Heart Tech Plus has developed the HTP HOME app to allow students to complete workouts and document their physical activity efforts at home. After each activity, all workout data will instantaneously upload to the web portal for the teacher to easily view. Teachers can provide feedback to students virtually, by viewing and reviewing the data. Wearing a heart rate sensor at home is ideal, so the student can see MVPA minutes based on heart rate. However, the HTP HOME app also allows students to complete workouts outside class, without a heart rate sensor. This is a cost-effective way to get students to be physically active outside of class while still collecting data. As long as students have a phone with a built-in accelerometer (most phones have them these days), they can complete a Steps workout. A student can track steps per minute, total steps, MVPA time, points, and approximate distance. The HTP HOME app can convert steps per minute data into MVPA time if the student is moving at a fast enough rate.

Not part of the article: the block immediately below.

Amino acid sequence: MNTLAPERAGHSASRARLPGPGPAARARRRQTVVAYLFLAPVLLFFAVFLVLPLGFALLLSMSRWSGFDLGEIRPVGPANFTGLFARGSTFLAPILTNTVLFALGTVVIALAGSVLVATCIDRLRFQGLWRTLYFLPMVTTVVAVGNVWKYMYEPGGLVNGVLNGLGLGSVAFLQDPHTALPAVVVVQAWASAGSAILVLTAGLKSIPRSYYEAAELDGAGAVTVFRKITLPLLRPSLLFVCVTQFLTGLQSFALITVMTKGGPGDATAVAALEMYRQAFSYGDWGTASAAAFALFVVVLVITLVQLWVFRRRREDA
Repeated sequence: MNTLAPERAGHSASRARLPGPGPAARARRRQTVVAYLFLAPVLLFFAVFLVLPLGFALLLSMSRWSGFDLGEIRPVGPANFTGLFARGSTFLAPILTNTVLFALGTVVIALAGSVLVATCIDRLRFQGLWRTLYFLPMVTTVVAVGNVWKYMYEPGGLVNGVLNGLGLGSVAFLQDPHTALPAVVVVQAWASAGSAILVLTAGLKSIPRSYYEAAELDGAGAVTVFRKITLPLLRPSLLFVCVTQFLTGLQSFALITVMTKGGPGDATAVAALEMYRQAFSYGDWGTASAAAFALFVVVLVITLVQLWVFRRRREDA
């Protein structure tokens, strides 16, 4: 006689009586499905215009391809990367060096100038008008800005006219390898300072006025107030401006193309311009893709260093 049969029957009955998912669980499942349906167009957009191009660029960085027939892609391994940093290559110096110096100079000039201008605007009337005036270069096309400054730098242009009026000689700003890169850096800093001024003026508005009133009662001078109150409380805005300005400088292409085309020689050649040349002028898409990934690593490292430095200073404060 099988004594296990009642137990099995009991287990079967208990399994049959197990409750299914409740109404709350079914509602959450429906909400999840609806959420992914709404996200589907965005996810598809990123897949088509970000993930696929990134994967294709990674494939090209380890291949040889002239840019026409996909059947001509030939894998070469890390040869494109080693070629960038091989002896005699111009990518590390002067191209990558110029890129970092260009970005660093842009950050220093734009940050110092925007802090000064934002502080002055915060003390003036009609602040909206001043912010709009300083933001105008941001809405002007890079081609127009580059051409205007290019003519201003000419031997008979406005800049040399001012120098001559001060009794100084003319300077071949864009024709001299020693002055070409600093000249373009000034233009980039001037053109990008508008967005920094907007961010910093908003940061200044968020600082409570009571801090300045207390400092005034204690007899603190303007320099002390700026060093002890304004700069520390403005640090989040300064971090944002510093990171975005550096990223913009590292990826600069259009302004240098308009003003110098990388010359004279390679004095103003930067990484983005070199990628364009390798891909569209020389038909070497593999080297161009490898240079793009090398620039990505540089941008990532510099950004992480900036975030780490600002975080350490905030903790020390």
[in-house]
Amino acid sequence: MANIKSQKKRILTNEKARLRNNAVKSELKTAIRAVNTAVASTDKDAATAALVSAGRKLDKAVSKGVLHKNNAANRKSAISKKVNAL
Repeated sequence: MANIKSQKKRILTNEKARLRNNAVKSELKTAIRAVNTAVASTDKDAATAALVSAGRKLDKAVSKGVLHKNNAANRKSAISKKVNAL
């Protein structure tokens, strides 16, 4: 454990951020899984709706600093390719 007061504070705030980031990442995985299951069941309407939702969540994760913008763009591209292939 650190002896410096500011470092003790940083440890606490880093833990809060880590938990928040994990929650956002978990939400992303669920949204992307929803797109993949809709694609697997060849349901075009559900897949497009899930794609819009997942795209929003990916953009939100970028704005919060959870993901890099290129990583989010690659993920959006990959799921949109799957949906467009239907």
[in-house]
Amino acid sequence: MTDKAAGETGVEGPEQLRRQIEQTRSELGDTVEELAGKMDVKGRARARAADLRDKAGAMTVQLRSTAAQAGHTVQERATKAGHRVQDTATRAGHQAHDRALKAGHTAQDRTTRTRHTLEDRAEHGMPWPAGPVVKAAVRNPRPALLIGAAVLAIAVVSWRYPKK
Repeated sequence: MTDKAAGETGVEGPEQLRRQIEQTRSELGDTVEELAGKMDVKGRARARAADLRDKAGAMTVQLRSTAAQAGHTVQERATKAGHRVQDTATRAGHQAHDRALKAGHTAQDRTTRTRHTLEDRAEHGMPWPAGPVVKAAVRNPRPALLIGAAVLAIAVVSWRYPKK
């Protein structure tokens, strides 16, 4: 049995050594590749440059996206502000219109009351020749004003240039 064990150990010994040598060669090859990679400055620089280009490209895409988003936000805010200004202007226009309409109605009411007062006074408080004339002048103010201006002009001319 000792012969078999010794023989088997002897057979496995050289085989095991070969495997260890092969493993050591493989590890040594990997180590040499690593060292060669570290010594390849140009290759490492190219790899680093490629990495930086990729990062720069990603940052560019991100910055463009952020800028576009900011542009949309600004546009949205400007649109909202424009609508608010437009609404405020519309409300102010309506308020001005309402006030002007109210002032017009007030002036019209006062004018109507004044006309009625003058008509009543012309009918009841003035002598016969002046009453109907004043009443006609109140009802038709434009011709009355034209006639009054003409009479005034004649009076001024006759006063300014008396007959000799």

This HTP HOME app can help PE teachers assign homework whether it be goal setting, activity logs, achieving a certain amount of MVPA minutes, and reflecting on performance. Some teachers may assign students specific activities to do at home, but it may be smarter to allow students to choose their physical activity. Think about it, if someone assigned me homework to go for a swim, I would not be interested and would not do it. I’d much rather go for a run. Students are no different. There are hundreds of ways to be physically active at the moderate to vigorous level. Everyone likes different types of physical activities. When students are allowed to pick the activities they want to do, while using the HTP HOME app, they will be more motivated to do them. Our goal is to develop lifelong movers! You may be surprised what students pick in order to be physically active. Some may choose walking, biking, dancing, skateboarding, Foursquare, hiking, mowing the lawn/yard work, hop scotch, martial arts, rock climbing, disc golf, ultimate frisbee, roller skating, or even playing games such as hike-and-seek.